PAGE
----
Cancer patients have been left free of the disease after being treated with a new drug which harnesses the power of their own immune cells.
Four of 38 patients with non-Hodgkin’s lymphoma have seen “complete regressions” following treatment, while five others saw reductions of 50 per cent in their tumours.
The drug, which could prove cheaper than other therapies that try to achieve the same effect with cells, works by activating the body’s own defences to attack the cancer.
The results have been described as an “exciting” and “significant” development in the use of immunotherapy, the process of using the body’s own immune system to fight disease.
While the trials were only carried out on patients with the blood cancer, it is hoped the methods can be adapated to tackle other cancers.
The disease claims the lives of more than 150,000 people in the UK every year and more than one million people are suffering from cancer at any one time.
Cancer patients have seen their tumours blasted into submission by a new drug which harnesses the power of their own immune cells.
The ‘serial killer’ treatment completely eliminated some tumours and shrunk others resistant to existing therapies.
Further successful trials could lead to blinatumomab being on the market in less than five years.
The tests were carried out on patients with non-Hodgkin’s lymphoma, but it is hoped the methods can be adapted to tackle other cancers.
The results have been described as an ‘exciting’ development in the use of immunotherapy, the process of using the body’s own immune system to fight disease.
The drug treats non-Hodgkin’s lymphoma – a cancer of the immune system – by glueing cancer-killing white blood cells called cytotoxic T cells to the tumour.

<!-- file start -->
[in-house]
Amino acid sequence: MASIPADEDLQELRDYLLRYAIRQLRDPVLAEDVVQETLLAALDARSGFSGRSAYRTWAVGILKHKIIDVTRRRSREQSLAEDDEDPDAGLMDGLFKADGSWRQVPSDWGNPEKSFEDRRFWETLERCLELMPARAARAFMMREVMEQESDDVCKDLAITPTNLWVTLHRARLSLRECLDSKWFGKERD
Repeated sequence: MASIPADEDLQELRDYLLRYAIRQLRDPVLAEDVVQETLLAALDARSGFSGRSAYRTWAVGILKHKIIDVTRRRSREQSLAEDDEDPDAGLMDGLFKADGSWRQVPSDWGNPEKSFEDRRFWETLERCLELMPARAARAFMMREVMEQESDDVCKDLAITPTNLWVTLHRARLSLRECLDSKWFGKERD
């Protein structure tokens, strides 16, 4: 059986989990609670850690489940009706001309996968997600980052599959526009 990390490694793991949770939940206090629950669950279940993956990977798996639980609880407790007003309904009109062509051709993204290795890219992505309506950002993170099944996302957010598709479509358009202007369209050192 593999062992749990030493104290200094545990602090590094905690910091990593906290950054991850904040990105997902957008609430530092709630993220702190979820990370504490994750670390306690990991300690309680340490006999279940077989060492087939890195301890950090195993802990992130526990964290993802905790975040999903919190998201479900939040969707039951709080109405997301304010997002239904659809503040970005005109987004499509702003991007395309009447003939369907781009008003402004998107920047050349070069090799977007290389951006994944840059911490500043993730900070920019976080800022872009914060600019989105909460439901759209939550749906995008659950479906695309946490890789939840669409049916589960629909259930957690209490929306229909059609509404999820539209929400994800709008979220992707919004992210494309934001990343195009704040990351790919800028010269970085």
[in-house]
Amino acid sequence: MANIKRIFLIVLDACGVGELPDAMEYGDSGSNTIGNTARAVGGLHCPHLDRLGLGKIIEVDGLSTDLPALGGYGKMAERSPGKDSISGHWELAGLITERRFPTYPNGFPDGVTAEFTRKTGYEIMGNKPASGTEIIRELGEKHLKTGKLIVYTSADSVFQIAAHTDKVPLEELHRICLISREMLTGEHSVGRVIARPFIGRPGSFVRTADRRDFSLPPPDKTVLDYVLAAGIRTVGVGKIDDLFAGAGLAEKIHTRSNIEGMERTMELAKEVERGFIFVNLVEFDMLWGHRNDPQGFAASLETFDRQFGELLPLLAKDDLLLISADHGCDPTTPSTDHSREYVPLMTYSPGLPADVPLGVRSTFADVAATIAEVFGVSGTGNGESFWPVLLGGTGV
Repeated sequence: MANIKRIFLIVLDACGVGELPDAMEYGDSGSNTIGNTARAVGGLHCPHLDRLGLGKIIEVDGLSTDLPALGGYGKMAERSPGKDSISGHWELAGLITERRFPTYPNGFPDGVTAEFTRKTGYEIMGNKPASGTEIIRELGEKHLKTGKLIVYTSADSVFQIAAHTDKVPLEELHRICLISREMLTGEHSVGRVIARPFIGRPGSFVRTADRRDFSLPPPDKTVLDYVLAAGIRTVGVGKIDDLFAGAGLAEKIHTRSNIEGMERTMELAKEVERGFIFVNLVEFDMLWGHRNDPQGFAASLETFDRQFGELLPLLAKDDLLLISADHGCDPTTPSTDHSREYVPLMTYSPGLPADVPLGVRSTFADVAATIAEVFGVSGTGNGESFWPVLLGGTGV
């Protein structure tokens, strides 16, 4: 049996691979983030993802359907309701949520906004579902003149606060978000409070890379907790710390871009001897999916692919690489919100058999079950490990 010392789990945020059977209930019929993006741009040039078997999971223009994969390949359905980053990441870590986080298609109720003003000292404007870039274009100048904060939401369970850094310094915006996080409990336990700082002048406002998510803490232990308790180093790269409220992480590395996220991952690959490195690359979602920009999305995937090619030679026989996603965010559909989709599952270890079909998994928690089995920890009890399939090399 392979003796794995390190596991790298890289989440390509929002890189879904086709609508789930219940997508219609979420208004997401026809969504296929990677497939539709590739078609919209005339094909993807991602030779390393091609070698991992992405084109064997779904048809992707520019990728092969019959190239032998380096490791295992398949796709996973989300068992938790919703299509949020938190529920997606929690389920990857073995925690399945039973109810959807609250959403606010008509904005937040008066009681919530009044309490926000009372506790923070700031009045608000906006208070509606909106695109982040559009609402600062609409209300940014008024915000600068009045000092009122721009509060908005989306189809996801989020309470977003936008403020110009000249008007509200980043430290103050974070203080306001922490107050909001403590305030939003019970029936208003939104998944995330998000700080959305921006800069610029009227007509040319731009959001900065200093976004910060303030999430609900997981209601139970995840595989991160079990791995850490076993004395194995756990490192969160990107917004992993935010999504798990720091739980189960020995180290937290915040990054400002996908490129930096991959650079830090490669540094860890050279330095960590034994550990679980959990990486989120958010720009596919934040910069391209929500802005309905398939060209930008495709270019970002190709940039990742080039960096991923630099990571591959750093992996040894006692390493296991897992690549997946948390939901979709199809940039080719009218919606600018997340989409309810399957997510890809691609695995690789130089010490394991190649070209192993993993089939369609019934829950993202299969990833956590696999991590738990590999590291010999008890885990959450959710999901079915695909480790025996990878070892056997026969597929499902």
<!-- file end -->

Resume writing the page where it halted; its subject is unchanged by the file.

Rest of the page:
Once there, they release a poison that destroys the cancer.
The problem with using a shotgun to kill a housefly is that even if you get the pest, you’ll likely do a lot of damage to your home in the process. Hence the value of the more surgical flyswatter.
Cancer researchers have long faced a similar situation in chemotherapy: how to get the most medication into the cells of a tumor without “spillover” of the medication adversely affecting the healthy cells in a patient’s body.
Now researchers at Stanford University have addressed that problem using single-walled carbon nanotubes as delivery vehicles. The new method has enabled the researchers to get a higher proportion of a given dose of medication into the tumor cells than is possible with the “free” drug—that is, the one not bound to nanotubes—thus reducing the amount of medication that they need to inject into a subject to achieve the desired therapeutic effect.
“That means you will also have less drug reaching the normal tissue,” said Hongjie Dai, professor of chemistry and senior author of a paper, which will be published in the Aug. 15 issue of Cancer Research. So not only is the medication more effective against the tumor, ounce for ounce, but it greatly reduces the side effects of the medication.